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NAV. Project Update By: Meghan Allen and Peter McLachlan. NAV Objectives. Develop a tool for network visualization Focus on common protocols: TCP/IP UDP/IP ICMP Within these protocols focus on common services Focus on log files for now

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NAV

Project Update

By: Meghan Allen

and Peter McLachlan


Nav objectives
NAV Objectives

  • Develop a tool for network visualization

    • Focus on common protocols:

      • TCP/IP

      • UDP/IP

      • ICMP

    • Within these protocols focus on common services

    • Focus on log files for now

  • Intention is not to re-implement functionality in existing packet sniffers and protocol analyzers but to provide higher level information at-a-glance


Scenario 1 enterprise usage
Scenario 1 – Enterprise Usage

  • Security professionals need tools to help them manage the large volumes of traffic accessing their site

  • They may be interested in seeing traffic access patterns, getting feedback on how heavily their site is being utilized, or doing post-mortem analysis

  • The tool must allow for extensive filtering to display reduced data sets as well as provide means to ‘pop out’ important information


Scenario 2 home use
Scenario 2 – Home use

  • Many home users now have high speed access, often this access is shared

  • Viewing internet access and bandwidth usage is a good way of detecting virus or spy-ware activity

  • Users may also wonder “where is all my bandwidth going?” – our user interview demonstrated this need as the user was concerned when their bandwidth was being consumed by P2P applications run by their children

  • ISP’s are increasingly implementing bandwidth caps – it is useful for users to visually see how much bandwidth they are using, when they are using it, and what services are consuming the most bandwidth



Implementation
Implementation

  • Currently the services view is implemented using the JFreeChart [1] toolkit, the InfoVis [2] toolkit may be used instead

  • Network packet capture and basic log file parsing is performed using the jpcap [3] native library interface to the pcap [4] packet capture library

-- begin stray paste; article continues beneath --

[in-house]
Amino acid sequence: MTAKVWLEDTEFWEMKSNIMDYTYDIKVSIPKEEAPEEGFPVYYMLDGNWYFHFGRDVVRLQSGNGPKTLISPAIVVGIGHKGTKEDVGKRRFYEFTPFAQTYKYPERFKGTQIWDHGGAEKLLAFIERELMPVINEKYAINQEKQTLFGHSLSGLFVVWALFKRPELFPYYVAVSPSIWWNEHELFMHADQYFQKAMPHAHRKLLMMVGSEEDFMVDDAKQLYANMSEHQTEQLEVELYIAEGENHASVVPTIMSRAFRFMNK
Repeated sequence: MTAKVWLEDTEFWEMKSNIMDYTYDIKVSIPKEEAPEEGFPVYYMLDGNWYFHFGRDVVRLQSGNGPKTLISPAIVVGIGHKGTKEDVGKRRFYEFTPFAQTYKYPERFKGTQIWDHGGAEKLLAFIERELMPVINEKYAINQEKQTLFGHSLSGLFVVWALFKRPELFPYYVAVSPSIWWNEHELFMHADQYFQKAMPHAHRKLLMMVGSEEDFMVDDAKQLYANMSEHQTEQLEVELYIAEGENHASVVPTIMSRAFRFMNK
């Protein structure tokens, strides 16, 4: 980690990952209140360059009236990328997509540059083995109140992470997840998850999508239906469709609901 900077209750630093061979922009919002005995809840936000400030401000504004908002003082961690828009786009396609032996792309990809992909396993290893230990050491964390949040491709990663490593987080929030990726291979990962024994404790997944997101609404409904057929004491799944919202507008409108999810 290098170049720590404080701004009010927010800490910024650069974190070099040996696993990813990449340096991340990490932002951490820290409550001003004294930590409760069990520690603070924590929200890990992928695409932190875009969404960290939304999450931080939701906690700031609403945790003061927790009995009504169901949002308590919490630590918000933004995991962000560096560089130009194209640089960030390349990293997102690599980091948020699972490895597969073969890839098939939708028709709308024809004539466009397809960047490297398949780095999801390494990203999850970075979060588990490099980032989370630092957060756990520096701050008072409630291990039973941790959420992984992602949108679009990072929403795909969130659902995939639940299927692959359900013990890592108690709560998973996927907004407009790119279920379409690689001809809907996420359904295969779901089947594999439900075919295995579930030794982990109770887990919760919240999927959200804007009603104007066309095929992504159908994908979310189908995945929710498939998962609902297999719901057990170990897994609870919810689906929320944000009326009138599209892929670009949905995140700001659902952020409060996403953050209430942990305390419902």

• Wall view is implemented in Java 2D


Scalability
Scalability

  • Both views

    • Dynamic filtering using sliders

    • Real-time analysis of data using capture interface

  • Wall view

    • Bar graphs indicating total traffic transfer per host

    • Implement algorithm to minimize edge crossing

    • Ability to ‘collapse’ hierarchies of address and port ranges

  • Services view

    • Logarithmic scaling of time axis

    • ‘Stretchable’ axis distortions


Interaction usability
Interaction & Usability

  • User preference dialogs, selecting services to be displayed, specify local IP ranges, display all local traffic

  • User selectable color encoding for wall view

  • Animation patterns in the wall view to show traffic flow

  • VCR like ‘playback’ of the log files

  • Allowing users to specify lists of hosts to which inbound connections are not expected

  • Brushing and linking between the views

  • Conceptual rudiments of intrusion detection




Challenges
Challenges

  • Poor documentation of the Infovis Toolkit; the Prefuse [5] package appears to have even less documentation

  • jPCAP packet filtering does not have all the functionality we require

    • Dynamic filtering may not be able to use the native filtering interface

    • Filtering based on time is currently impossible

  • Java does not support unsigned bytes and has poor support for bit level operations making filtering more challenging

  • Neither implementer has extensive experience with graphics in Java

  • Native library interfaces pose difficulties on diverse computing platforms (such as Sun workstations)


Related work portvis
Related work: PortVis

  • PortVis [6] visualization of network ports published last month discusses displaying abstract security data

PortVis


Related work spinning cube of potential doom
Related work: Spinning Cube of Potential Doom

  • Spinning cube of potential doom [7] provides an overview of the entire internet address space and aims to show malicious traffic by displaying incomplete connections (syn/fin scans)

Spinning Cube of Potential Doom


Bibliography
Bibliography

[1] jFreeChart. http://www.jfree.org/jfreechart/

[2] InfoVis Toolkit http://ivtk.sourceforge.net/

[3] jPCAP. http://jpcap.sourceforge.net/

[4] PCAP. http://www.tcpdump.org/

[5] Prefuse. http://prefuse.sourceforge.net/

[6] J. McPherson, K. Ma, P. Krystosk and T. Bartoletti and M. Christensen. PortVis: a tool for port-based detection of security events . Proceedings of the 2004 ACM workshop on Visualization and data mining for computer security, pages 73-81, 2004.

[7] S. Lau. The Spinning Cube of Potential Doom. Communications of the ACM, pages 25-26, 2004.


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